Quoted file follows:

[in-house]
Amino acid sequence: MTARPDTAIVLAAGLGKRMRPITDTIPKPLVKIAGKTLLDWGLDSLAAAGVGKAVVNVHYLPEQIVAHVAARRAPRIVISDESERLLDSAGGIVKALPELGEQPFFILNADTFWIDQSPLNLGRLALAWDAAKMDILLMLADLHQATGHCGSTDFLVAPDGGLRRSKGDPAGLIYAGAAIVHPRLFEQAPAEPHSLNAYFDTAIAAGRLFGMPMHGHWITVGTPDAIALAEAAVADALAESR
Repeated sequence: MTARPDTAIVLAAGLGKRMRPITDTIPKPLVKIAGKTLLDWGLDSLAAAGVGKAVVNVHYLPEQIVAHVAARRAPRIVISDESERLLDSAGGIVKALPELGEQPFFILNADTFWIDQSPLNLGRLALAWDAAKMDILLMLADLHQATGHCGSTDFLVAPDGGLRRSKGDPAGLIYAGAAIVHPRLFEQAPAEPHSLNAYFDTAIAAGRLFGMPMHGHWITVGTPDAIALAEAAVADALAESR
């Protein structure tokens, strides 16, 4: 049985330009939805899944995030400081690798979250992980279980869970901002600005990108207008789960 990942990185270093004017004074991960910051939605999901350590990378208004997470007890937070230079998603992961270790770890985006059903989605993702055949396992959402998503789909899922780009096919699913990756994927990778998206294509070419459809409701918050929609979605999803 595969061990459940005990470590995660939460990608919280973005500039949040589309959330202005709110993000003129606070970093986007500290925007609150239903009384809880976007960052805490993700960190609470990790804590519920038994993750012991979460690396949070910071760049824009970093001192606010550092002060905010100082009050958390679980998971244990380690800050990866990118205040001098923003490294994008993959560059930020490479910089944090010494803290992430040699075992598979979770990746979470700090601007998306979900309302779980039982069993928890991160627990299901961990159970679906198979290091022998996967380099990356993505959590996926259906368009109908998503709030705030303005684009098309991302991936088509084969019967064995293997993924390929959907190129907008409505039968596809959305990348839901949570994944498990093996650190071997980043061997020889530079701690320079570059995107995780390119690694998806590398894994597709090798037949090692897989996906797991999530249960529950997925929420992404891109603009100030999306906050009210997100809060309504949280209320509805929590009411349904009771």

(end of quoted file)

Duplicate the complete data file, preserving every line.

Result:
[in-house]
Amino acid sequence: MTARPDTAIVLAAGLGKRMRPITDTIPKPLVKIAGKTLLDWGLDSLAAAGVGKAVVNVHYLPEQIVAHVAARRAPRIVISDESERLLDSAGGIVKALPELGEQPFFILNADTFWIDQSPLNLGRLALAWDAAKMDILLMLADLHQATGHCGSTDFLVAPDGGLRRSKGDPAGLIYAGAAIVHPRLFEQAPAEPHSLNAYFDTAIAAGRLFGMPMHGHWITVGTPDAIALAEAAVADALAESR
Repeated sequence: MTARPDTAIVLAAGLGKRMRPITDTIPKPLVKIAGKTLLDWGLDSLAAAGVGKAVVNVHYLPEQIVAHVAARRAPRIVISDESERLLDSAGGIVKALPELGEQPFFILNADTFWIDQSPLNLGRLALAWDAAKMDILLMLADLHQATGHCGSTDFLVAPDGGLRRSKGDPAGLIYAGAAIVHPRLFEQAPAEPHSLNAYFDTAIAAGRLFGMPMHGHWITVGTPDAIALAEAAVADALAESR
């Protein structure tokens, strides 16, 4: 049985330009939805899944995030400081690798979250992980279980869970901002600005990108207008789960 990942990185270093004017004074991960910051939605999901350590990378208004997470007890937070230079998603992961270790770890985006059903989605993702055949396992959402998503789909899922780009096919699913990756994927990778998206294509070419459809409701918050929609979605999803 595969061990459940005990470590995660939460990608919280973005500039949040589309959330202005709110993000003129606070970093986007500290925007609150239903009384809880976007960052805490993700960190609470990790804590519920038994993750012991979460690396949070910071760049824009970093001192606010550092002060905010100082009050958390679980998971244990380690800050990866990118205040001098923003490294994008993959560059930020490479910089944090010494803290992430040699075992598979979770990746979470700090601007998306979900309302779980039982069993928890991160627990299901961990159970679906198979290091022998996967380099990356993505959590996926259906368009109908998503709030705030303005684009098309991302991936088509084969019967064995293997993924390929959907190129907008409505039968596809959305990348839901949570994944498990093996650190071997980043061997020889530079701690320079570059995107995780390119690694998806590398894994597709090798037949090692897989996906797991999530249960529950997925929420992404891109603009100030999306906050009210997100809060309504949280209320509805929590009411349904009771």